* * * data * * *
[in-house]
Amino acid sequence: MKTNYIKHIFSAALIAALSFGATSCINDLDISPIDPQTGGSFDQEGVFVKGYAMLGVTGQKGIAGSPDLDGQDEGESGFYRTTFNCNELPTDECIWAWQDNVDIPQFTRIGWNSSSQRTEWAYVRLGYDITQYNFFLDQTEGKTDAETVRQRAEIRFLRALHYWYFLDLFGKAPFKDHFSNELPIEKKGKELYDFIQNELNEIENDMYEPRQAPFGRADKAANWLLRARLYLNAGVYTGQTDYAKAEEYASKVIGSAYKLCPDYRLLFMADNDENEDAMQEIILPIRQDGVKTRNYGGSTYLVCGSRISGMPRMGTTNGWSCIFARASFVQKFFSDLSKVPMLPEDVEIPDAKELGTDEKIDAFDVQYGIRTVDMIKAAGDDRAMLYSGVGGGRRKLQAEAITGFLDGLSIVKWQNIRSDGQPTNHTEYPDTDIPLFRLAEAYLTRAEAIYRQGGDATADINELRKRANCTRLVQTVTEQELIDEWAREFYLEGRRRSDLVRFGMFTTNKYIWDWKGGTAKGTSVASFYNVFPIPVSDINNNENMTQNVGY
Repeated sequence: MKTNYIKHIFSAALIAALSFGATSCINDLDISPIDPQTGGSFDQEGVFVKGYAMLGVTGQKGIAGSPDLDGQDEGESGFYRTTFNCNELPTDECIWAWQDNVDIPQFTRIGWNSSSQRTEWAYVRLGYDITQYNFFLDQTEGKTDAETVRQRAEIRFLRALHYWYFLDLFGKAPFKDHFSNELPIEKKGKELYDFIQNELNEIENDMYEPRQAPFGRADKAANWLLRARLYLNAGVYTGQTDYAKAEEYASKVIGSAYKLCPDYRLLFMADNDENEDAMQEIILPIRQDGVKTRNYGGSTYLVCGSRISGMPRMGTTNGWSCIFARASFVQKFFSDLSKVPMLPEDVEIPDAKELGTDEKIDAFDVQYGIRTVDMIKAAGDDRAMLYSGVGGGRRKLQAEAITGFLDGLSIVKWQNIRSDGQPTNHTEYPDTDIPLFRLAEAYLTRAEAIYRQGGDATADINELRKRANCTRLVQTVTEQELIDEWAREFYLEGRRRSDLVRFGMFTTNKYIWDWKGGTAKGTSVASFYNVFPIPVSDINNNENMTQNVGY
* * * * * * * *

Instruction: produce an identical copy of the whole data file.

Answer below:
[in-house]
Amino acid sequence: MKTNYIKHIFSAALIAALSFGATSCINDLDISPIDPQTGGSFDQEGVFVKGYAMLGVTGQKGIAGSPDLDGQDEGESGFYRTTFNCNELPTDECIWAWQDNVDIPQFTRIGWNSSSQRTEWAYVRLGYDITQYNFFLDQTEGKTDAETVRQRAEIRFLRALHYWYFLDLFGKAPFKDHFSNELPIEKKGKELYDFIQNELNEIENDMYEPRQAPFGRADKAANWLLRARLYLNAGVYTGQTDYAKAEEYASKVIGSAYKLCPDYRLLFMADNDENEDAMQEIILPIRQDGVKTRNYGGSTYLVCGSRISGMPRMGTTNGWSCIFARASFVQKFFSDLSKVPMLPEDVEIPDAKELGTDEKIDAFDVQYGIRTVDMIKAAGDDRAMLYSGVGGGRRKLQAEAITGFLDGLSIVKWQNIRSDGQPTNHTEYPDTDIPLFRLAEAYLTRAEAIYRQGGDATADINELRKRANCTRLVQTVTEQELIDEWAREFYLEGRRRSDLVRFGMFTTNKYIWDWKGGTAKGTSVASFYNVFPIPVSDINNNENMTQNVGY
Repeated sequence: MKTNYIKHIFSAALIAALSFGATSCINDLDISPIDPQTGGSFDQEGVFVKGYAMLGVTGQKGIAGSPDLDGQDEGESGFYRTTFNCNELPTDECIWAWQDNVDIPQFTRIGWNSSSQRTEWAYVRLGYDITQYNFFLDQTEGKTDAETVRQRAEIRFLRALHYWYFLDLFGKAPFKDHFSNELPIEKKGKELYDFIQNELNEIENDMYEPRQAPFGRADKAANWLLRARLYLNAGVYTGQTDYAKAEEYASKVIGSAYKLCPDYRLLFMADNDENEDAMQEIILPIRQDGVKTRNYGGSTYLVCGSRISGMPRMGTTNGWSCIFARASFVQKFFSDLSKVPMLPEDVEIPDAKELGTDEKIDAFDVQYGIRTVDMIKAAGDDRAMLYSGVGGGRRKLQAEAITGFLDGLSIVKWQNIRSDGQPTNHTEYPDTDIPLFRLAEAYLTRAEAIYRQGGDATADINELRKRANCTRLVQTVTEQELIDEWAREFYLEGRRRSDLVRFGMFTTNKYIWDWKGGTAKGTSVASFYNVFPIPVSDINNNENMTQNVGY